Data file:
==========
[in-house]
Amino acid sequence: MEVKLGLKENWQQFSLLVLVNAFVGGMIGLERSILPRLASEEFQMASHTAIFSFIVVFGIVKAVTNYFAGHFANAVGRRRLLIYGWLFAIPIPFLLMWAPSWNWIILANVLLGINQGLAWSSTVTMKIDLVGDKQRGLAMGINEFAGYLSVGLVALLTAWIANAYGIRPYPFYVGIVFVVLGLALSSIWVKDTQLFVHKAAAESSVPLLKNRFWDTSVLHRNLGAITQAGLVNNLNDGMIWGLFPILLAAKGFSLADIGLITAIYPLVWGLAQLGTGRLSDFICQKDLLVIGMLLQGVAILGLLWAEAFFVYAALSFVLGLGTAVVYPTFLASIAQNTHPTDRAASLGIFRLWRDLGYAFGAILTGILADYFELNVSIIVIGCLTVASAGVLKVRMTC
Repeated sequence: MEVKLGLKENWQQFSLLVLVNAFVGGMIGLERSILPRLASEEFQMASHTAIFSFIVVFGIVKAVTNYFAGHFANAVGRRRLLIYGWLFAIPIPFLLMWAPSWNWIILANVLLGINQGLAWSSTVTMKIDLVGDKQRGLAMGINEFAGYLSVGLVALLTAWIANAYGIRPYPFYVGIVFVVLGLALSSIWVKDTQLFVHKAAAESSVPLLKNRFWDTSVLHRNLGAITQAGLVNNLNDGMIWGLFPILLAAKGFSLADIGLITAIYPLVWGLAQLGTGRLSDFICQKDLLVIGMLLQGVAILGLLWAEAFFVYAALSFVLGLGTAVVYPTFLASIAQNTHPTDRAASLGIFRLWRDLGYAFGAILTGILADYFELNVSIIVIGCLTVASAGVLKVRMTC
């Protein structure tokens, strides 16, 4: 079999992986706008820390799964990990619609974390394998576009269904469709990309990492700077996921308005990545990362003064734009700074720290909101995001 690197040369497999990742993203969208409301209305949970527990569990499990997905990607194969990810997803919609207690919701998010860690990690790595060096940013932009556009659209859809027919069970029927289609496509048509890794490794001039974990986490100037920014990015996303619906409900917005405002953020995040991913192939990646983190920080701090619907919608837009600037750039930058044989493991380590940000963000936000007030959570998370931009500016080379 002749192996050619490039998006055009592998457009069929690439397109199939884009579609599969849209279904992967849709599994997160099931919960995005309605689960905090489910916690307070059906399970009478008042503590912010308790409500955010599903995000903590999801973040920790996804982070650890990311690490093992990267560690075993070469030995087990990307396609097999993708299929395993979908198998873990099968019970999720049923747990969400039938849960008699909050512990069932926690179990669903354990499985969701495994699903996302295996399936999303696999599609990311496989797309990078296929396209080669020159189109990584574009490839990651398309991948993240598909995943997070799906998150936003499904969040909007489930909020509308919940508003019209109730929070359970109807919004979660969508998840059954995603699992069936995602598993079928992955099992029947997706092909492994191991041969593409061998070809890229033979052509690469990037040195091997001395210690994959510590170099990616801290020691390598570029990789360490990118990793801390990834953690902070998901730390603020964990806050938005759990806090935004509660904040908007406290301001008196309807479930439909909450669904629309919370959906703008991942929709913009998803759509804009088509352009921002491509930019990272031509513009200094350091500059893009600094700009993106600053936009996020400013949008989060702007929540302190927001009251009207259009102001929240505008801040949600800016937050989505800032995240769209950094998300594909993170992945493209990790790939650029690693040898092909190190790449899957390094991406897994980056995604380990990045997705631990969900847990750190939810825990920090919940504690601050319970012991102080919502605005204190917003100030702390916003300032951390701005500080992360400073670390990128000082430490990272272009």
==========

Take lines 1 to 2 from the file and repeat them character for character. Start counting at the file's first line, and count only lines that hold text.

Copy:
[in-house]
Amino acid sequence: MEVKLGLKENWQQFSLLVLVNAFVGGMIGLERSILPRLASEEFQMASHTAIFSFIVVFGIVKAVTNYFAGHFANAVGRRRLLIYGWLFAIPIPFLLMWAPSWNWIILANVLLGINQGLAWSSTVTMKIDLVGDKQRGLAMGINEFAGYLSVGLVALLTAWIANAYGIRPYPFYVGIVFVVLGLALSSIWVKDTQLFVHKAAAESSVPLLKNRFWDTSVLHRNLGAITQAGLVNNLNDGMIWGLFPILLAAKGFSLADIGLITAIYPLVWGLAQLGTGRLSDFICQKDLLVIGMLLQGVAILGLLWAEAFFVYAALSFVLGLGTAVVYPTFLASIAQNTHPTDRAASLGIFRLWRDLGYAFGAILTGILADYFELNVSIIVIGCLTVASAGVLKVRMTC